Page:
That is sometimes the case, but often you have to start behaving differently before you can build a different mindset. To get you started, create some positive affirmations that will help you embrace your behaviors. “I feel so much better when I eat more vegetables.” “The 15 minute walk in the morning energizes me for the day.”  “Taking time to plan meals is positive for me and my family.”

How Positive Affirmations Can Get You Unstuck and Moving Again

Keep saying these affirmations to yourself until you believe them. Your brain has more power over your body and its behaviors that you realize.  If you make a habit of positive self-talk, losing the five pounds will happen.

See you next week!

Be Social! Share!

10 Ways to Improve Your Health This Year

Making a few basic changes to your lifestyle can have a big impact on your health. Below are 10 tried and true tips to help you get started on having a healthy 2017!

healthy-people-jumping

Flickr photo by ishan jha

It’s A New Year! Let’s Do This!

1. Set S.M.A.R.T. Goals— We start out the New Year with aspirations to change all of the things we don’t like about ourselves. We want to lose weight, get organized, eat better, exercise more, be more productive at our job. But by mid-January or the first of February we aren’t giving much thought to the resolutions we made a few weeks ago. By setting goals that are Specific, Measurable, Achievable, Relevant and Timely, you’ll have a better chance of success.

Trim your big lofty goals down to smaller, smarter goals by asking these questions:

– What specifically will I achieve with this goal?

– How will I measure it?

– Is it achievable to me right now?

– Is it relevant to my larger goal?

– By what date will I achieve it?

2. Move More— A review in the Journal of Applied Physiology says that inactivity makes you insulin resistant and raises your lipid levels. These two factors, alone or combined, can put you at a greater risk for type 2 diabetes, and fatty liver disease. The Journal also says that prolonged periods of sitting make it harder for your body to burn fat and may even encourage fat storage. Finding simple ways to get more physical activity in each day can be easy and fun. A couple of things to try might be:

– Walk in place during the commercials breaks when you watch T.V.

– Get out of your chair and pace around when you talk on the phone

– Do a set of wall squats and desk push-ups every day at the office.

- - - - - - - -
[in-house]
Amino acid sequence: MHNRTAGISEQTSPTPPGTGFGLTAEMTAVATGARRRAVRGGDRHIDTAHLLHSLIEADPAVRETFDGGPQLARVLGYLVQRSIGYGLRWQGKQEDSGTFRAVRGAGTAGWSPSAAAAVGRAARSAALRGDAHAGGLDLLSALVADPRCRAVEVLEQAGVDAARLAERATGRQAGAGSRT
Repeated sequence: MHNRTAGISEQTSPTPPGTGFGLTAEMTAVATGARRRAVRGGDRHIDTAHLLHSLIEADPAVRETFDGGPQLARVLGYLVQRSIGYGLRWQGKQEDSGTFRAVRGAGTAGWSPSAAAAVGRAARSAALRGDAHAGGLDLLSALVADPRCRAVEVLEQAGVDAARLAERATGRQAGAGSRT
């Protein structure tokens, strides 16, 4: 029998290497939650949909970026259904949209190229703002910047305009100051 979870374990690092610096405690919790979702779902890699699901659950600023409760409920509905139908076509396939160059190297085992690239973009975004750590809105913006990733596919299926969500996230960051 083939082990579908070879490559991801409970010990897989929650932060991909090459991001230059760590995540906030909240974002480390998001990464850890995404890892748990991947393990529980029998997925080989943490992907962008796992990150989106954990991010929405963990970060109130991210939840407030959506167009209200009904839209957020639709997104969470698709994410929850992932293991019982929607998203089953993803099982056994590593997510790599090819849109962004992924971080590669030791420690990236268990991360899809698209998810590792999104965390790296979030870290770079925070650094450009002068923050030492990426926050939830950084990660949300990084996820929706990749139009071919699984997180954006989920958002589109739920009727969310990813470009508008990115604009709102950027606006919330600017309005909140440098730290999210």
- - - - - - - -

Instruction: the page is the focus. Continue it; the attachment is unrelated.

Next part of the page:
3. Cut Back on Sugar—Sugar is a substance that has 16 calories per teaspoon and zero nutritional value.  Eating too much sugar adds inches without supplying any of the daily requirements for vitamins, minerals and other nutrients. Too much sugar also contributes to illness and chronic disease. The American Heart Association recommends no more than six teaspoons of added sugar a day for women and no more than nine a day for men. If your sugar intake is out of control, tracking your sugar to make sure you stay within the AHA guidelines is a good place to start.

4. Get Cooking—It’s not impossible to eat a healthy diet when you dine out, but it’s definitely more of a challenge.  Did you know that frequently eating foods prepared away from home is associated with obesity, higher body fat and a higher BMI. Plus, women who eat foods prepared outside of the home more than five times per week consume about 290 more calories, on average, each day than women who eat these foods less often. When you prepare meals at home, you control the ingredients, fat, sodium, calories and quality.

The Weight Loss Tip No One is Talking About

5. Take Up Strength Training—As you age you lose muscle. People that are inactive lose about three to five percent of their muscle mass per decade after the age of 30. That means, by the time you’re 50 you will have lost up to 15 percent. The loss of muscle tissue can generate a variety of inflictions including sarcopenia, osteoporosis, weight gain, loss of balance and decreased energy.

Adding a couple of strength training workouts to your cardio routine a couple of times a week can turn these conditions around or prevent them from occurring in the first place. Strength training is the key to looking and feeling younger than your age.

Strength Training: The Secret to Looking Younger and Better